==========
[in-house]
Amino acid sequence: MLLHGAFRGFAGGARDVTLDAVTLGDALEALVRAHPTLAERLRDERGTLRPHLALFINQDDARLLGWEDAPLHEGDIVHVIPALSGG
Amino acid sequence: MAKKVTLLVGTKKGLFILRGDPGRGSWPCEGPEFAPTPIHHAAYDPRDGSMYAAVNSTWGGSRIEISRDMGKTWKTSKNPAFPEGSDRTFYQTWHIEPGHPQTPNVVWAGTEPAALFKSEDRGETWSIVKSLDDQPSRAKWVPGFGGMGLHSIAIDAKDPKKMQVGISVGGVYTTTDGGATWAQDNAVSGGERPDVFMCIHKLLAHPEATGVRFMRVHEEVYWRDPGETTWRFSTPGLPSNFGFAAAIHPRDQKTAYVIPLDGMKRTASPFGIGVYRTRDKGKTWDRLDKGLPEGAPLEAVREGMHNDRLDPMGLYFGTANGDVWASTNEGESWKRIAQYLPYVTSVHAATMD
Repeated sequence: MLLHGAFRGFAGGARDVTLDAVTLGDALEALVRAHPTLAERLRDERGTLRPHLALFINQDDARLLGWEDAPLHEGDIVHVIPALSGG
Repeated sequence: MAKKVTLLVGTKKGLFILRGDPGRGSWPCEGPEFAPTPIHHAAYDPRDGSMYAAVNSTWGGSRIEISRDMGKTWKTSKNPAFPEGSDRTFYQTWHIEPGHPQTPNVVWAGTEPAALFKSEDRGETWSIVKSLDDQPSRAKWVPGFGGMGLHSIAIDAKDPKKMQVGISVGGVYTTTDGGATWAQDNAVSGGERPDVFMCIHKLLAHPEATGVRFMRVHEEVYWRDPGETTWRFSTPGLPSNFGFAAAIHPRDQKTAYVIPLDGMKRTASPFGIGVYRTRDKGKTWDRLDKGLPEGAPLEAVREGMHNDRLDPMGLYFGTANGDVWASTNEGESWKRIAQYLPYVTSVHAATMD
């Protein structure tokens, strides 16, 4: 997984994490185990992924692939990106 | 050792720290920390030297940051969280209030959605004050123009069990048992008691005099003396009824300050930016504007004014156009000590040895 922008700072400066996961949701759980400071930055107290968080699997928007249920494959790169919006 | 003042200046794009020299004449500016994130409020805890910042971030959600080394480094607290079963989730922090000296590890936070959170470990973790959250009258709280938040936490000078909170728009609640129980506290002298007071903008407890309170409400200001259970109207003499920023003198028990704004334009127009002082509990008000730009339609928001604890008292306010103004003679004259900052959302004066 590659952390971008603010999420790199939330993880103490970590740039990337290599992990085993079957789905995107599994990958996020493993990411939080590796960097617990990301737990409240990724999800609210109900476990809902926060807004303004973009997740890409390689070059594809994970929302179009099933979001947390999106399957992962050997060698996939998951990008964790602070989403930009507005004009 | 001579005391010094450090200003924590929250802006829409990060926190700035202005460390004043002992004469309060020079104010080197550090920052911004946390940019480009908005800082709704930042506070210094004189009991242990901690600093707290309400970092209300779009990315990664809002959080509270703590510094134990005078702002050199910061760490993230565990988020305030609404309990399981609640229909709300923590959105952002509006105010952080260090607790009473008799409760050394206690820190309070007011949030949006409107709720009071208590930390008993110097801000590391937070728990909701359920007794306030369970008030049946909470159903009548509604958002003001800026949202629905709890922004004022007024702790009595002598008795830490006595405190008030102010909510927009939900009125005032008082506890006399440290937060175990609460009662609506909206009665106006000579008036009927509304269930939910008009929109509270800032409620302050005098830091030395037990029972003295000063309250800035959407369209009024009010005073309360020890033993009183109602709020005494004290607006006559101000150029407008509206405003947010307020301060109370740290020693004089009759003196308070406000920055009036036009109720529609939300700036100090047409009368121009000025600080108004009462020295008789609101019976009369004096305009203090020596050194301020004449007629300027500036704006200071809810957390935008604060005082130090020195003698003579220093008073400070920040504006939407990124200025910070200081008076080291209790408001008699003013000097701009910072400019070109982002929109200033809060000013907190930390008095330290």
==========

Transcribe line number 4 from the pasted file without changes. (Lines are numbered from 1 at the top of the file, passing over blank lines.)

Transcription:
Repeated sequence: MLLHGAFRGFAGGARDVTLDAVTLGDALEALVRAHPTLAERLRDERGTLRPHLALFINQDDARLLGWEDAPLHEGDIVHVIPALSGG